A reconciliation of the numerators and denominators of the basic and diluted net income (loss) per share calculations is as follows (in thousands, except per share data):

   
Three Months Ended
March 31,
 
   
2013
   
2012
 
Numerator:
           
Net income (loss) attributable to AXT, Inc.
  $ (2,400 )   $ 1,635  
Less: Preferred stock dividends
    (44 )     (44 )
                 
Net income (loss) available to common stockholders
  $ (2,444 )   $ 1,591  
Denominator:
               
Denominator for basic net income (loss) per share - weighted average common shares
    32,297       32,034  
Effect of dilutive securities:
               
Common stock options
          903  
Restricted stock awards
          81  
Denominator for dilutive net income (loss) per common share
    32,297       33,018  
Net income (loss) attributable to AXT, Inc. per common share:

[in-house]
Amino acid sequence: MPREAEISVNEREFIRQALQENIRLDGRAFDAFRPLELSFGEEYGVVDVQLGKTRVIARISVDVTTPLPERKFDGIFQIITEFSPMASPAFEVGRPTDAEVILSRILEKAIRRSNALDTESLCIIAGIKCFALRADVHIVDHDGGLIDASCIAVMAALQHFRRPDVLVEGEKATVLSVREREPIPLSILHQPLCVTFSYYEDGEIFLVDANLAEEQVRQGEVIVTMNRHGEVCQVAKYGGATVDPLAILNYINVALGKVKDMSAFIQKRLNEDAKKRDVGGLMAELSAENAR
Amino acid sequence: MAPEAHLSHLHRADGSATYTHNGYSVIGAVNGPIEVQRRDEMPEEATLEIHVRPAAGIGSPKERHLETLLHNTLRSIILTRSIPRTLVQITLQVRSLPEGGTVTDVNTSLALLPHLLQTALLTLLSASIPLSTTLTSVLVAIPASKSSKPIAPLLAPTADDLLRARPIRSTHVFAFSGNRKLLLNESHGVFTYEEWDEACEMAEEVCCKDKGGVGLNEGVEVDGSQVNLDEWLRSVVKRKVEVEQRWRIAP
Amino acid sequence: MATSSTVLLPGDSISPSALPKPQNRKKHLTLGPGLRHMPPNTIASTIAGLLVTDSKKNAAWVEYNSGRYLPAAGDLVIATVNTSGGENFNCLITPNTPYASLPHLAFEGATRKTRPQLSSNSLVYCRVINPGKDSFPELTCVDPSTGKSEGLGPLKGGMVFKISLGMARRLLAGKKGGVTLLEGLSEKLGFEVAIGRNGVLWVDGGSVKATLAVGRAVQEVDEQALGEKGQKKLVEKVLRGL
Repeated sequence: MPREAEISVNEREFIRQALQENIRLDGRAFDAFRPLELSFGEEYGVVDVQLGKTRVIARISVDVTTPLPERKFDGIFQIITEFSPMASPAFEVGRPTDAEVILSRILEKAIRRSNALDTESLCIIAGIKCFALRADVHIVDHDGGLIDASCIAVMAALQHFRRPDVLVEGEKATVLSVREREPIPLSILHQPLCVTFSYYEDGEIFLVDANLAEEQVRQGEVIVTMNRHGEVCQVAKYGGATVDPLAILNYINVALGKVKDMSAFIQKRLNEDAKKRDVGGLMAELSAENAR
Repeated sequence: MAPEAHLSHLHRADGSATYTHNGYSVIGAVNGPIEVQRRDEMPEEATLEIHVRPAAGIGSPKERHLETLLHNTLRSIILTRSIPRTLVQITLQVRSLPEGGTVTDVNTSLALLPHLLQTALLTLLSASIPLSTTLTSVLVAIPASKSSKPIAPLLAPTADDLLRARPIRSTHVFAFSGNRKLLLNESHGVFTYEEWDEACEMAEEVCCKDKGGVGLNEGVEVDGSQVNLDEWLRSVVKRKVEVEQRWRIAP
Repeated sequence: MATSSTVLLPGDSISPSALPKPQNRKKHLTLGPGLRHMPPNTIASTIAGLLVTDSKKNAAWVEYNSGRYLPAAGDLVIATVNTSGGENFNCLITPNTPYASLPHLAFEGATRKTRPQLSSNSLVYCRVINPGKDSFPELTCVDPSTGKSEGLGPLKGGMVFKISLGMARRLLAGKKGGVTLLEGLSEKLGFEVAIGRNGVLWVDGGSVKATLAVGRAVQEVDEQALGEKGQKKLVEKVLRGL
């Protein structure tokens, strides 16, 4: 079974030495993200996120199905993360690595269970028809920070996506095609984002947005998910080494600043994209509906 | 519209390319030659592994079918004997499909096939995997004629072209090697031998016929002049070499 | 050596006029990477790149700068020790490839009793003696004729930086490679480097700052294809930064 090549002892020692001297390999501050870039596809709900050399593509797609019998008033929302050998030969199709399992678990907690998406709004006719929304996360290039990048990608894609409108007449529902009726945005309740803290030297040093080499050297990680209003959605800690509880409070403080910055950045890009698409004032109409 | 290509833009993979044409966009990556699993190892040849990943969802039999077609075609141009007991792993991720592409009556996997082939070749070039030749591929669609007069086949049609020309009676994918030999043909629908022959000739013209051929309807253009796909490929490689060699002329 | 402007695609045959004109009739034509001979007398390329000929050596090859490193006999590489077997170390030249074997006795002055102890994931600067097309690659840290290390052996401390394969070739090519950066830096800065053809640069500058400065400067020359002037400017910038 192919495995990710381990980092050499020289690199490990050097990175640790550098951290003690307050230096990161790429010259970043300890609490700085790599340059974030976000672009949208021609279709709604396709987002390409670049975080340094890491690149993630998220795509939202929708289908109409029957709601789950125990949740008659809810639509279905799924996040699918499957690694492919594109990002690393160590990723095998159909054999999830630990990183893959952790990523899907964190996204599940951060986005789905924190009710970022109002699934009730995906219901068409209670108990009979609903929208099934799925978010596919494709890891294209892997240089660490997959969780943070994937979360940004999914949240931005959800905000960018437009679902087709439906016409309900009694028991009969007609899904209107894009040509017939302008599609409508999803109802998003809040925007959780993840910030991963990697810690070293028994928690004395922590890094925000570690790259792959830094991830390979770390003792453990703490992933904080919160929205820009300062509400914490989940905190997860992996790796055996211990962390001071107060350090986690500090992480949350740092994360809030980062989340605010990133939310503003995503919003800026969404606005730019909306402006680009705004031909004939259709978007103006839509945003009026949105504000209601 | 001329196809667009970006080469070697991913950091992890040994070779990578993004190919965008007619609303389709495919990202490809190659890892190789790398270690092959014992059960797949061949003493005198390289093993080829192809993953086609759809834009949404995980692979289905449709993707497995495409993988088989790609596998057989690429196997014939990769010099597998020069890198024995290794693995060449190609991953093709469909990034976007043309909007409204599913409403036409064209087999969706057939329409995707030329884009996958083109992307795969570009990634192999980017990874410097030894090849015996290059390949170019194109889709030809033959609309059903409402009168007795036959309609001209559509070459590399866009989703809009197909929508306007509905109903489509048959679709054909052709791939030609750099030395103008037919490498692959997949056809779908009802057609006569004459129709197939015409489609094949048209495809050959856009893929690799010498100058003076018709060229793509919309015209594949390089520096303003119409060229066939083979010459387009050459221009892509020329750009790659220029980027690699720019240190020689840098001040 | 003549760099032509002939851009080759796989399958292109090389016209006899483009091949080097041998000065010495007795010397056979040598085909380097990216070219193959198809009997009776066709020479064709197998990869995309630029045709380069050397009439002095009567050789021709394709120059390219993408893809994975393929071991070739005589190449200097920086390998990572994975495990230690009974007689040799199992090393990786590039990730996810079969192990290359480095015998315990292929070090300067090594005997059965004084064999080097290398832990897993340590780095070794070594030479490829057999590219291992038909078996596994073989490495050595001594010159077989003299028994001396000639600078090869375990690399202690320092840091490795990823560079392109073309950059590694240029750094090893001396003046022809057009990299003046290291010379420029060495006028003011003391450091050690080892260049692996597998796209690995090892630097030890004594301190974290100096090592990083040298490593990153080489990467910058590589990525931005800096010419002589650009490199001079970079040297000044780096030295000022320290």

Basic
  $ (0.08 )   $ 0.05  
Diluted
  $ (0.08 )   $ 0.05  
Weighted-average shares:
               
Options excluded from diluted net income (loss) per share as the impact is anti-dilutive
    2,656       878  
Restricted stock excluded from diluted net income (loss) per share as the impact is anti-dilutive
    239       74  

The 883,000 shares of $0.001 par value Series A preferred stock issued and outstanding as of March 31, 2013 and December 31, 2012, valued at $3,532,000 are non-voting and non-convertible preferred stock with a 5.0% cumulative annual dividend rate payable when declared by the board of directors and $4 per share liquidation preference over common stock, and must be paid before any distribution is made to common stockholders. These preferred shares were issued to Lyte Optronics, Inc. stockholders in connection with the completion of our acquisition of Lyte Optronics, Inc. on May 28, 1999.